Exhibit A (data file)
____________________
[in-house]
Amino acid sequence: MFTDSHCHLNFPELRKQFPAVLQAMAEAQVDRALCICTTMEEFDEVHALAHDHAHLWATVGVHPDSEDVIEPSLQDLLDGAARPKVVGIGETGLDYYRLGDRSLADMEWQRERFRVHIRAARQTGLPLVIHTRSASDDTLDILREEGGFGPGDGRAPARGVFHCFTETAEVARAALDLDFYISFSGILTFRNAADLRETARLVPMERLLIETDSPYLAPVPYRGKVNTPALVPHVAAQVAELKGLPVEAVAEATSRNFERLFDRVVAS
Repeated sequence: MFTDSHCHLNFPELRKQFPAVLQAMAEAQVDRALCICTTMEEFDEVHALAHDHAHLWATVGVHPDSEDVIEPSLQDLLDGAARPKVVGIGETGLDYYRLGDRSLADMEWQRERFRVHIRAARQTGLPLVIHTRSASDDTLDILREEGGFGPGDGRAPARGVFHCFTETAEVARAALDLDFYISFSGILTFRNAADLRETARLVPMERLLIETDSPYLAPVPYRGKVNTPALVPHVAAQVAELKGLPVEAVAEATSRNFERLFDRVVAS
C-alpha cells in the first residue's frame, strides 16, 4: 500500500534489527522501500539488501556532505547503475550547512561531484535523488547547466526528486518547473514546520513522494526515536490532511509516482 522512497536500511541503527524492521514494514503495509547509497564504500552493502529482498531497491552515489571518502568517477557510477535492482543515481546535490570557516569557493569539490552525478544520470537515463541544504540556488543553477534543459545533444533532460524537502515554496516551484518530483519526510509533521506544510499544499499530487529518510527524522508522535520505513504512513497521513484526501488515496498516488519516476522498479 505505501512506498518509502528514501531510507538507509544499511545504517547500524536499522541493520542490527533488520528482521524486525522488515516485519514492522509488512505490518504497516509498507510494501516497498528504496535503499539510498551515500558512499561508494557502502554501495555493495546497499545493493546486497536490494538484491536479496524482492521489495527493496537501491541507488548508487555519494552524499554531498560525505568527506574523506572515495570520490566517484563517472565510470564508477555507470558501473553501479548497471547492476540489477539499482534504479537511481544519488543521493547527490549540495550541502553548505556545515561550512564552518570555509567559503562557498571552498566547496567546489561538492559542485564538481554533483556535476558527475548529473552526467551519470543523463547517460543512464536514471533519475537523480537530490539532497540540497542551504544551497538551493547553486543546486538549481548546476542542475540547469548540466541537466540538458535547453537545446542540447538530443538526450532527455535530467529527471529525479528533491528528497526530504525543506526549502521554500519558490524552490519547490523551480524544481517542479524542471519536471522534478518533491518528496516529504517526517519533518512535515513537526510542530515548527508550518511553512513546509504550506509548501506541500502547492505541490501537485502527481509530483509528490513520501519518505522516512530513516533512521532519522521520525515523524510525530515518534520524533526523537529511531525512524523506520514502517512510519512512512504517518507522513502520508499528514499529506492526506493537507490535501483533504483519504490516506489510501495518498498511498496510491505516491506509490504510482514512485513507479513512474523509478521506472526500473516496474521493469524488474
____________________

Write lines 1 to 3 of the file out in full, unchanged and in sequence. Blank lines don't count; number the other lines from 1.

[in-house]
Amino acid sequence: MFTDSHCHLNFPELRKQFPAVLQAMAEAQVDRALCICTTMEEFDEVHALAHDHAHLWATVGVHPDSEDVIEPSLQDLLDGAARPKVVGIGETGLDYYRLGDRSLADMEWQRERFRVHIRAARQTGLPLVIHTRSASDDTLDILREEGGFGPGDGRAPARGVFHCFTETAEVARAALDLDFYISFSGILTFRNAADLRETARLVPMERLLIETDSPYLAPVPYRGKVNTPALVPHVAAQVAELKGLPVEAVAEATSRNFERLFDRVVAS
Repeated sequence: MFTDSHCHLNFPELRKQFPAVLQAMAEAQVDRALCICTTMEEFDEVHALAHDHAHLWATVGVHPDSEDVIEPSLQDLLDGAARPKVVGIGETGLDYYRLGDRSLADMEWQRERFRVHIRAARQTGLPLVIHTRSASDDTLDILREEGGFGPGDGRAPARGVFHCFTETAEVARAALDLDFYISFSGILTFRNAADLRETARLVPMERLLIETDSPYLAPVPYRGKVNTPALVPHVAAQVAELKGLPVEAVAEATSRNFERLFDRVVAS